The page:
It is a long weekend here in the UK but there’s no rest for the wicked and I’ve been working yesterday and today leaving just Monday for me to cram in all the usual household tasks and start wrapping up the preparation for the trip.
One of the monumental decisions is that I’m not going to be using satnav whilst driving around Iceland. That probably doesn’t seem like a life changing event, but given that I pretty much need satnav to get to the end of my street, the thought of driving across a foreign country for the first time without some reassuring “In two hundred yards turn left.” to guide me may likely end up in some kind of therapy being required.
That being said, other than Reykjavik itself, you would struggle to call Iceland’s road network complex. Look at a map and you would be forgiven for thinking that the map designer had decided to include a couple of major roads and not bother with the rest. But no, that is pretty much the road network. Other than the ovoid route 1 that roughly travels the coastline of the island, there are two types of road you’ll find. The first type is similar to route 1 – a tarmac two-lane road – that usually acts as a spur off route 1 whilst the second type are the highland, or ‘F’ roads which are essentially gravel, or compacted crushed rock. As most of us travelling to Iceland will be hiring a car the rule is simple: Unless you have a 4WD it is best to view F roads with caution. Not only will they not be forgiving on the suspension, most hire companies have a hefty penalty for paintwork chips – a risk greatly increased by the loose surface of F roads. Their uneven surface will require higher clearance too, even more so as crossing fords is a common event on these roads. Ever since I killed a BMW 3 series when attempting to pass through a ford here in the UK – and subsequently earned the title ‘U-boat commander’ – I have always been wary of driving through anything deeper than a puddle.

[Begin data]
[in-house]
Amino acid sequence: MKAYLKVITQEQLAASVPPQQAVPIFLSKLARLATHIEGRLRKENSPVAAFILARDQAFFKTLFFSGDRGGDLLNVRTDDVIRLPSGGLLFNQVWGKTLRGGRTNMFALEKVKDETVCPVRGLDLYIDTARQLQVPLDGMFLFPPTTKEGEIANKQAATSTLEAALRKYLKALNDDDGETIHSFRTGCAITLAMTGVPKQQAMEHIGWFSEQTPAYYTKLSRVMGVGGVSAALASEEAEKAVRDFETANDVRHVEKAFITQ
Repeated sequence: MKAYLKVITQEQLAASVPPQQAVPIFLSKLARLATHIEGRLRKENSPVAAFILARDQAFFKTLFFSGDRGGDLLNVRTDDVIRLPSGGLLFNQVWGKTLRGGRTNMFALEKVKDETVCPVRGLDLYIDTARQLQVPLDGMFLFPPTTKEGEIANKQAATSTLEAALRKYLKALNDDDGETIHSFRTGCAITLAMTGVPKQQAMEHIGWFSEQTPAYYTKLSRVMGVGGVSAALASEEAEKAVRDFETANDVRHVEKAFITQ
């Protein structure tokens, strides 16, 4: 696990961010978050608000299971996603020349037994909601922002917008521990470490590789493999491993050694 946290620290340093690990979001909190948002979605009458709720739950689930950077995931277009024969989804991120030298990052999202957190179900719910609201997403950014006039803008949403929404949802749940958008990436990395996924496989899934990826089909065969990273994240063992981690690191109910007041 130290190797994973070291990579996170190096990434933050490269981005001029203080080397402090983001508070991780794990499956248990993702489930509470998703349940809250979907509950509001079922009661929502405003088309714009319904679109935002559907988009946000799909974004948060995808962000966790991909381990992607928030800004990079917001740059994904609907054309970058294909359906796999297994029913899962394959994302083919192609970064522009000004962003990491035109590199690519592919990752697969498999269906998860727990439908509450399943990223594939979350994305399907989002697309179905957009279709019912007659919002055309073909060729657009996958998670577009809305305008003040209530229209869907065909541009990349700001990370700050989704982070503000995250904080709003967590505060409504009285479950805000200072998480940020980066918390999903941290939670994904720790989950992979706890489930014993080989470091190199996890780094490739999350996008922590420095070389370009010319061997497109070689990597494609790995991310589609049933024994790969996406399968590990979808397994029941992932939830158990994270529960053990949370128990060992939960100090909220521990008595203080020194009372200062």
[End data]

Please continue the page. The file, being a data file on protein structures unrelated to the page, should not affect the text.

As my trip is confined to the southwestern corner of Iceland, and I’ve no plans to venture significantly inland into the highlands, I only have to concern myself with a dozen or so roads and, where I do have to travel on F roads, it’s really only before they become ‘interesting’. No, as much as I would like to think of this journey as being worthy of Ranulph Fiennes, The driving won’t exactly be something legends are made of.
Still, I know myself and I know my sense of direction. So I am somewhat comforted by the purchase of the Ferdakort 1:250,000 touring maps. I’ve long had a thing about maps (even briefly referring to my study as the ‘Map Room’) and the maps from Ferdakort are really very nice – certainly as good as OS maps here in the UK. But, what I particularly like is that the Ferdakort maps include a few nice touches for those travelling the country.
For a start they include the location of petrol stations which, in a country consisting of sporadic population centres separated by vast tracts of wilderness, is a pretty handy feature. And, as petrol stations usually have a convenience store as well, you also know where to stock up on food. They also include the locations of many hotels and guesthouses – again a nice feature when trying to work out how to get to your accommodation. And F roads are clearly marked as broken lines and where crossing a ford will be required this is clearly shown with a nice big ‘V’.
So, my plan for tomorrow is to take all the points of interest that I have marked on Google Maps and transcribe them on to my lovely Ferdakort maps as accurately as possible. Then I can plan the routes I’ll need to follow and approximate times, which may sound a bit like overkill but remember a lot of the shots will be time-of-day dependent to get the right mood so minimising mistakes in directions will be useful.
But maybe I should take my satnav anyway. Not to use, you understand, but just in case I need to hear a reassuring “Turn left” every so often…